potential disadvantage of taking the compulsory insurance).
Insurance cover which protects the personal belongings
your home contains. In the case of rented accommodation,
the landlord is responsible for insuring those contents
which he owns, but not those owned by his tenants.
Normally carried out by a solicitor or licensed conveyancer
on the buyer's behalf, conveyancing includes proving
the property is really owned by its seller, making
sure that all the loans secured on it are discharged,
establishing its legal boundaries and searching local
planning information for upcoming developments which
could affect the property's value.
A local authority charge which replaced the Community
Charge in 1993/94. Generally speaking, the more valuable
your property is, the higher your Council Tax bill
will be, although the amount for an identical property
can vary considerably between different local authorities.
In rented or buy to let accommodation, the tenants
are usually responsible for the Council tax.
County Court Judgment
If a County Court rules against you for defaulting
on a debt, that ruling is listed on your credit record.
Having such a judgment listed against you may mean
you are turned down for future loans, or be expected
to pay a higher rate than other customers. The Scottish
equivalent of an English CCJ is a Decree.
In the context of insurance, cover describes the specific
risk a given policy protects you against. Life cover
protects your family against the financial consequences
of your death. Buildings cover against damage to your
property, and so on.
Credit Reference Agency
When assessing your application, a mortgage lender
will study your credit records. These records are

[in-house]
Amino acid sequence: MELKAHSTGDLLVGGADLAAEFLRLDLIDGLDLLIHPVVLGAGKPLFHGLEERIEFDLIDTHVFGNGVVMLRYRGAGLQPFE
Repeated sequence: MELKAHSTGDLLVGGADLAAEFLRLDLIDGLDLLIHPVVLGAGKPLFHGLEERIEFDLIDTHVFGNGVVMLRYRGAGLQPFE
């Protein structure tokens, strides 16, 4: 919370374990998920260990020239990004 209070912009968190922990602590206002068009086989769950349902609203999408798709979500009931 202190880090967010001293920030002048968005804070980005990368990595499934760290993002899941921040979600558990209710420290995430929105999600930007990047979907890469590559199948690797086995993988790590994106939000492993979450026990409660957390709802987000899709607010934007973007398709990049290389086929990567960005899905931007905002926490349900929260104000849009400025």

held centrally by credit reference agencies, and contain
information from many different aspects of your life.
Statistical techniques are used in Credit Scoring
in order to measure the likelihood that an application
for a loan will be a good credit risk. Lenders will
use this system when making decisions about your application.
A bank account linked to a cheque book and/or debit
card. In exchange for instant access and the ability
use cheque or debit facilities, most pay little or
no interest on the balance they contain.
The interest on your mortgage is calculated on a daily
basis so that as soon as you make a capital payment,
your interest will be reduced.
This term has been replaced by Legal Charge Document.
Please see Legal Charge Document
for the definition.
In the context of mortgages, the deposit is the initial
lump sum payment which the buyer must contribute to
the property's total purchase price.
A method of saving which pays regular, usually variable
interest based on the amount invested.
These are the fees your solicitor will pay on your
behalf (these fees are passed onto you) during the
instruction of buying or selling your property –
they include: HM Land Registry fees, stamp duty and